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Citizen vs. citizen

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Samuel Howell, Jr.
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Citizen vs. citizen

Postby Samuel Howell, Jr. » Friday August 29th, 2008 1:45 pm MDT

Reading through the Constitution I noticed that the word Citizen is capitalized. My understanding of the english language leads me to interpret that to mean that a Citizen is the sovereign individual from whom the governing authority is drawn. Reading through the Bill of Rights and the Amendments I find that Citizen is capitalized up until the O.J. 15th Amendment (Corp. U.S. 14th). From this point on the word is no longer capitalized.

I am slightly confused as to the significance of this, as the Corporation had yet to be formed. If the Corporation had been formed, I would take it to mean that the lower case c was referring to citizens that were no longer in the original jurisdiction. However, because it is before the formation of the Corporation, who, exactly, are these "citizens" to whom the Amendment refers? The citizens of the former Confederacy?
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Re: Citizen vs. citizen

Postby Admin » Saturday August 30th, 2008 9:24 am MDT

:h: Samuel Howell, Jr:
It is ironic that a discussion that starts with a reference to the meaning of a proper noun (a noun with its initial letter capitalized) should have the proper noun “English” misspelled with a lower case “e” as its initial letter. Our response first focuses you back to the Standard for Review.

Accordingly we note: modern English would claim, the reason “Citizen”, as it is used in the Constitution up to the 14th amendment, is capitalized is, it is a proper noun. The modern English language rules require that, proper nouns are always capitalized to distinguish them from common nouns. Proper nouns name or describe unique persons, places or things; they are always spelled with the initial letter of each noun in the name capitalized. Again, this is a convention of modern English. Some folks attribute the capitalization in the Constitution as the effect of a convention of capitalizing all nouns as if that was how it was done in English up to about 1800. They evidence that allegation by in American English by exemplifying noteworthy documents like, the Declaration of Independence (1776) and the Constitution (1787) up to the Bill of Rights and they provide that the policy had changed by the 13th Article of amendment (1865), which only capitalizes proper nouns. That is a fine historical argument, but it is not well supported by our reading of other work written in the same period and before.

Rather, what is apparent is the authors of those instruments themselves followed a pattern of emphasis known as “Poetic License”, to accentuate their point. We see this in the Preamble of the Constitution for the United States of America)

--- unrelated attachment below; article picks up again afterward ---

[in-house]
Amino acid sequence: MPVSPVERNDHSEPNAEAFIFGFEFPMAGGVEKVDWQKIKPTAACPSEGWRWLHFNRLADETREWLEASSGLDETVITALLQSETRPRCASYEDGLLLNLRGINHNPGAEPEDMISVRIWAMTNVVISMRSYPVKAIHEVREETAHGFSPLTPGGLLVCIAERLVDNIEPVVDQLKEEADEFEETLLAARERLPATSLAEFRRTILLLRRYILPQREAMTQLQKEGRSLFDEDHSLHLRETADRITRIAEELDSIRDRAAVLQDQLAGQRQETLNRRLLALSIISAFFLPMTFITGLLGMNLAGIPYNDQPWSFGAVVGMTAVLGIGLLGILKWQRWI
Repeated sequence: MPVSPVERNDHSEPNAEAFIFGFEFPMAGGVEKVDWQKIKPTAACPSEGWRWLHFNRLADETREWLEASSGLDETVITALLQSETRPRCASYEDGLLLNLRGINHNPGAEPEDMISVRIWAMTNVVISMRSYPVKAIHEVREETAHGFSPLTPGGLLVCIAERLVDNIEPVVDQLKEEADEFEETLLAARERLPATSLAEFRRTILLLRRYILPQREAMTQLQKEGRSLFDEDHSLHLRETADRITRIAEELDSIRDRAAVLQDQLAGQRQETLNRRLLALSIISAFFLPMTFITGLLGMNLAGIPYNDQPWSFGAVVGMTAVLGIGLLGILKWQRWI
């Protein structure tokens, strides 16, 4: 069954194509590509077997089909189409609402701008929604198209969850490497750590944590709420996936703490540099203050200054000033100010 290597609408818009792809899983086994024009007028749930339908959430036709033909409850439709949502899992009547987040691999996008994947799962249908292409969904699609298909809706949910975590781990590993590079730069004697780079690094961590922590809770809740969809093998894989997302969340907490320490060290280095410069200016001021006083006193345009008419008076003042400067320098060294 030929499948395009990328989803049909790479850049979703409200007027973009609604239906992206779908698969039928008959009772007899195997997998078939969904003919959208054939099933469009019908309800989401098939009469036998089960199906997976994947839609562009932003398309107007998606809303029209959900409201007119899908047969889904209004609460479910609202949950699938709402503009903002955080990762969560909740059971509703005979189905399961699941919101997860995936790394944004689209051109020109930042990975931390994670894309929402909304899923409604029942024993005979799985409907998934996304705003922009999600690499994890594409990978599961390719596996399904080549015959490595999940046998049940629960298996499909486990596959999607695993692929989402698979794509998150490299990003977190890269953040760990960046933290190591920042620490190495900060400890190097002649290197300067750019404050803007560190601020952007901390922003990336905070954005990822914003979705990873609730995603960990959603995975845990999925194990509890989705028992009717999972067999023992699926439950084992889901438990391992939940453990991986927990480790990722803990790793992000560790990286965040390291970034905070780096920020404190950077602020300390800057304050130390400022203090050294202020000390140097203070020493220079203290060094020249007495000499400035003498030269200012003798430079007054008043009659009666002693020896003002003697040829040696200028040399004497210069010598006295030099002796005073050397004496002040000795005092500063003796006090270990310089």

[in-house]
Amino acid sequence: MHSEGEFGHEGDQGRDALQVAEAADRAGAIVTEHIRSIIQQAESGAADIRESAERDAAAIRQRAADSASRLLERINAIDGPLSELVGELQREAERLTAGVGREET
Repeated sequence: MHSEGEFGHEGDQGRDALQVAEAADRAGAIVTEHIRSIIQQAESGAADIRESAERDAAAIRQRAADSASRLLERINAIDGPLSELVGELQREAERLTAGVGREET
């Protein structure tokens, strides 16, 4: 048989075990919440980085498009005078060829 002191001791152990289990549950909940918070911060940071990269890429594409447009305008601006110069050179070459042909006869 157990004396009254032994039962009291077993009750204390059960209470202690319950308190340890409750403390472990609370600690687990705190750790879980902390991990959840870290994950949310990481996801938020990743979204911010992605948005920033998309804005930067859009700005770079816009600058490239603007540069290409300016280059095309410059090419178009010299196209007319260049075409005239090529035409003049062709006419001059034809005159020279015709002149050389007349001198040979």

James Madison (et al.) wrote:We the People of the United States, in Order to form a more perfect Union, establish Justice, insure domestic Tranquility, provide for the common defense, promote the general W[elfare, and secure the Blessings of Liberty to ourselves and our Posterity, do ordain and establish this Constitution for the United States of America.
In this quote we added the underlining under each of the nouns that would generally be considered common nouns by their usage. We believe (from Mr. Madison’s other writing on the subject matter) that he was pointing out that each of these nouns in fact are more like proper nouns than common nouns in that each of these nouns, as they are referred to here, represent uniquely specific things: Order, Union, Justice, Tranquility, Welfare, Blessings of Liberty, and Posterity. That was his exact point. That preamble statement was also why they did not initially believe controls external to that preamble were necessary (which is why the amendments of the Bill of Rights were added later—the states felt the preamble was not definitive enough, and the Bill of Rights were added by amendment to form the Constitution of the United States of America).

Accordingly, we look at those documents using the same rules of English as used today and acknowledge that they reference the unique nature of the words capitalized.

Thus, when you add to the meaning of the word “Citizen” the quality of sovereign, we expect that is an addition that cannot come from the word “Citizen” alone. The proper noun usage does definitively apply the word to each individual it refers to on a one by one basis. You will notice the rest of the usage wherever the word comes up is also language that indicates “each” or “any” or some other language indicating the application of the usage is focused on the individual, though the language is also expansive in that it applies to everyone, all of the time. In other words, these articles were written with exquisite eloquence.

As to the sovereign point: it is impossible for a man to have any other capacity (other than sovereign); unless he is diminished by some handicap external to his own choice (like disease, etc.).

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